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Druids and Romans
There is historical evidence that there was at one time a druidical circle opposite the cemetery lodge to the north of the public road in the Kirk Hill / Cunninghar Hill area. It was about 130 feet in diameter. At one time a number of old druidical stones, 5 and a half feet high stood in the circle but these were supposedly removed by a builder to build a dyke with.
At the north end of the Cunninghar Hill several urns containing human bones were dug up leading to the conclusion that the Romans had a station in this area. An old rusty sword of Roman origin was dug up a bit further east towards Harviestoun Castle giving further indication of a Roman presence in the area.
Schools in Tillicoultry
Before the Education Act of 1872 came into force there were 8 privately financed schools in Tillicoultry. John Stalker opened a school in Burnside in 1860 and moved to Ochil Street in 1870. John McTurk had a school in Upper Mill Street. Peter Dow ran a school in Union Street - once this school closed the Co-operative Society bought the site and in 1879 erected premises on it. These premises no longer exist but were at the top left hand side of Union Street. Miss Cameron and Mr Roxburgh had a school in Frederick Street. Miss Gordon ran a school in Hamilton Street taking pupils from 3 years at a fee of 6d (2.5p) per week.
Rev Archibald Browning came to Tillicoultry in 1818 and combined teaching with his pastoral duties. As numbers in his school increased and more of his time was taken up with teaching he resigned from the ministry in 1825. Rev Browning was an excellent teacher and had around 40 boarders at the school as well as day pupils who travelled from the surrounding districts to attend his classes. Rev Browning died in 1858 aged 73.
After the Education Act in 1872 came into operation The Tillicoultry School Board was established and financed by a county rate and Government grants and they had ultimate responsibility for the administration of the school. The new Tillicoultry Public School opened in 1876 with 600 pupils. The new headmaster was George Watson and the school under his leadership built up a good reputation and delivered a sound education system with some pupils even reaching university standard. In later years while John Wilson was headmaster the school concentrated on elementary education and able pupils were transferred to Dollar Institution (later Dollar Academy) in order to reach university standard.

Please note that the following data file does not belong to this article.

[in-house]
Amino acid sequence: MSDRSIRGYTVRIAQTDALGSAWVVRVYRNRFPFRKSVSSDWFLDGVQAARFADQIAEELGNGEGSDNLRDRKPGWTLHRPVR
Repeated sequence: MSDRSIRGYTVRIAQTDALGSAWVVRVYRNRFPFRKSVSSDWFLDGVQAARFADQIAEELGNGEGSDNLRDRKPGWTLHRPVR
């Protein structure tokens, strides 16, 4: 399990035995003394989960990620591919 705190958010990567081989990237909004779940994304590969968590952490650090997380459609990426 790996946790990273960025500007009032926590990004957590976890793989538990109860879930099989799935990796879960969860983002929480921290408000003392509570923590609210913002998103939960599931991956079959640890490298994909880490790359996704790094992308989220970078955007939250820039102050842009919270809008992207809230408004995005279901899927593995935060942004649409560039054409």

Attendances at the school were usually good averaging over 90%. However in September and October of each year attendance figures fell dramatically due to the potato picking season when pupils were required to supplement family budgets with this seasonal work.
The Fire of 1940
On Wednesday 19th June the Primary school consisting of 11 classrooms, hall, headmaster's room, staffroom and storerooms was completely destroyed by fire. The fire was first seen around 9pm and in a very short space of time despite the efforts of the Alloa Fire Brigade and the Auxiliary Fire Service the whole building was a blazing furnace. Everything was lost - records, furniture, books, stationery and equipment. The new Junior Secondary school escaped intact. The school re-opened the following Monday with the older primary classes being accommodated in the Junior Secondary building and the younger classes moving into church halls throughout the town.
Primary Schooling from the late 1950's was in huts in the centre of the town next to the West Church. A new Secondary school was built in Fir Park which eventually was combined with Alva Secondary school to become Alva Academy. First and Second year pupils attended school in Tillicoultry and moved to Alva for years 3 - 6. Ultimately the buildings in Alva were extended and all pupils and staff were housed in the one area. This allowed the building in Tillicoultry to be converted into the Tillicoultry Primary School